Ax’s polished technique stays on the surface of Chopin and Schubert

Sun Apr 23, 2017 at 2:00 pm
Emanuel Ax performed Saturday night at Carnegie Hall.

Emanuel Ax performed Saturday night at Carnegie Hall.

The impromptu is a deceptive form. By title alone, it may be thought of as modest, casual, even a little disposable — it should emulate improvisation, after all. But that’s where, in the hands of the best composers, the form can be a way to explore universes and a means to the deepest expression.

Pianist Emanuel Ax played a program of impromptus Saturday night at Carnegie Hall, including some of the finest in the style, from Schubert and Chopin, and a new one from Samuel Carl Adams. The outlier was the big finale, Chopin’s Piano Sonata No. 3, rounding out a program with an emphasis on pianism and expression. If only one of those two qualities came to the fore in the concert, it was fine enough to make for a pleasant but forgettable evening.

Ax’s pianism was superb, but it was not too much to have expected more. The Chopin sonata, and the Impromptus and Fantaisie-Impromptu are full of interpretive riches. They are equaled and complemented by the four Impromptus, D. 935, from Schubert. Ax presented the notes, often with great beauty, but with nothing of the composers’ extra-musical thoughts and feelings, and few of his own ideas beyond assembling the program.

Ax’s touch and phrasing handled every dynamic and articulation with smooth clarity. In fast passages — and his tempos tended to fall on the quicker side — his fingering was technically flawless, lively, and musically lovely.

But with so much in this music to consider, from the enigmas in Schubert to the drama in Chopin, Ax had nothing to say. He seemed eminently attentive to each individual note but unmindful of where things were heading.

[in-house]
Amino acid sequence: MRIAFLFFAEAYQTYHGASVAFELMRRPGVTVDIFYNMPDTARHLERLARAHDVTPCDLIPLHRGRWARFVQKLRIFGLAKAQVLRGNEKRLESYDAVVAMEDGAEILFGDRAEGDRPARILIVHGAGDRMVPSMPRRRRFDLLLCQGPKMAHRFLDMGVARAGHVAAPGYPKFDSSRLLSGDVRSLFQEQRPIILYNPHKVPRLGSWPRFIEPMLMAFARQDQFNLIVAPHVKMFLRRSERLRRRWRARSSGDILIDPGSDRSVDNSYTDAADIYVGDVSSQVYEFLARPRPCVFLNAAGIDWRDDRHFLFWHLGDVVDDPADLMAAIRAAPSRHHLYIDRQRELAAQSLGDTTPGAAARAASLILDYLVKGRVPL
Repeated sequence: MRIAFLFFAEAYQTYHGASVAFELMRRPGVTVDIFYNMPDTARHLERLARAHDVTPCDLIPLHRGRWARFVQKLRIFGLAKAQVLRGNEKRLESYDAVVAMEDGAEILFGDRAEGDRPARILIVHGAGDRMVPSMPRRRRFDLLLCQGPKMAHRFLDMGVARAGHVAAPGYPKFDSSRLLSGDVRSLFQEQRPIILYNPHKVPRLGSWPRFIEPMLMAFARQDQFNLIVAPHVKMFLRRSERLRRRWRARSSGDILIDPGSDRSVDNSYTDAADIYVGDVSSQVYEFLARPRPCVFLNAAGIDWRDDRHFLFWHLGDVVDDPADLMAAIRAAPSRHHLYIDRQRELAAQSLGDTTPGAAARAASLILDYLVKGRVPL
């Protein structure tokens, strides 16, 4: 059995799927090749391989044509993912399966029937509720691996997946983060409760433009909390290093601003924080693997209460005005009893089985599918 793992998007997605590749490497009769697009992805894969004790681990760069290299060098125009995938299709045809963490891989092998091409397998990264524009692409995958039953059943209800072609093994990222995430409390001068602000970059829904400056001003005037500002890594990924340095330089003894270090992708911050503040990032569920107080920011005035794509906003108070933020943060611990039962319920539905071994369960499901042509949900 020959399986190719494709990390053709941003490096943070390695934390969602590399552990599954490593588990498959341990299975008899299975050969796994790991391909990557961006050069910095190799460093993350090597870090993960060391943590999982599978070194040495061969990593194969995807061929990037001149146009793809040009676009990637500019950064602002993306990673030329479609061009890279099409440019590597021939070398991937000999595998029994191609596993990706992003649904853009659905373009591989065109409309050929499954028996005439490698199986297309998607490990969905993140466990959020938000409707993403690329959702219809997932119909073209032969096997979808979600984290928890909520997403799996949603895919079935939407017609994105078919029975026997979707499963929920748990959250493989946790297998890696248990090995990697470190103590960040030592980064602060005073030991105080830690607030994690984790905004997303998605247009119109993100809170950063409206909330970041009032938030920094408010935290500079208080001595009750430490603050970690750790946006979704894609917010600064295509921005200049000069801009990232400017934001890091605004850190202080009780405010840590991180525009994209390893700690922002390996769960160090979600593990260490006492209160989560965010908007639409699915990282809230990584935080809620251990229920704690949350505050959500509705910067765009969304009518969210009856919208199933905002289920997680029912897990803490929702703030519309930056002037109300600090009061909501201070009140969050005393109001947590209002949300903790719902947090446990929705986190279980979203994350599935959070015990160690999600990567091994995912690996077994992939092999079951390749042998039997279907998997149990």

In the Schubert Impromptus, there was freedom in his hands but no spontaneity or large-scale thinking. While it may seem paradoxical to consider improvisation vis-a-vis a notated and published composition, that is exactly what Schubert does in this set of pieces. From an opening statement, the music explores variations, juxtapositions, alternate paths. Schubert’s movement is from sunny charm to a quasi-mystical darkness and turmoil.

These are deep musical and expressive journeys — they can be approached objectively in that Schubert also demonstrates how to use improvisational ideas as the building blocks for an exquisite structure. But Ax conveyed neither, even as, superficially, his playing was splendid, especially in the Theme and Variations No. 3. His music making was beautiful but not beguiling.

The Chopin Impromptus were equally sharply and brightly etched, and equally flat. They may give a first impression of being lighter in expressive tone than the Schubert, but underneath there is substantial drama.

Ax’s playing lacked ambition. Chopin offers so much, especially an expressive use of tempo and dialogue between the hands, and a sense of spontaneity and improvisation is fundamental to his music. None of that was in the performance; the Op. 29 was disappointingly contained, and Ax skated over the introverted, minor-key music of Op. 36. The Fantaisie-Impromptu’s breathtaking rush belied the lack of oxygen.

The Sonata performance was a bit more satisfying, in that Ax presented more consideration to the music. But his tempos were off — too slow to build up enough energy, too fast to completely cohere. His opening phrase in the Allegro maestoso was explosive, so it was a surprise to encounter little contrasting feeling as the music slid into mysterious reverie. The Largo lacked tenderness, and there was no rhythmic tension throughout. His genial encores of a Chopin nocturne and waltz were of a piece with the rest of his playing.

Adams’ Impromptu (after Schubert) fit both the theme of the program and, unfortunately, of the performance. Adams did indeed follow Schubert, starting with his own version of the rolling lines and arpeggios that fill the 19th century composer’s piano music. The piece barely moved past this, though, and for a composer who has shown a clear individual voice, it frequently indulged in imitations of his father John Adams’ music, which was both unsettling and disappointing.

This new impromptu was also not true to the spirit of the form. Ax would make his way to a phrase, then the piece would stop and pound itself repeatedly and with no variation against what was a dead end. A good improviser would use that phrase to explore structure, form, and depth, but Adams’ writing would declare itself done and move on to the next episode, realizing none of them with any substance.

Yefim Bronfman plays Bartók, Schumann, Debussy, and Stravinsky, 8 p.m., May 4. carnegiehall.org


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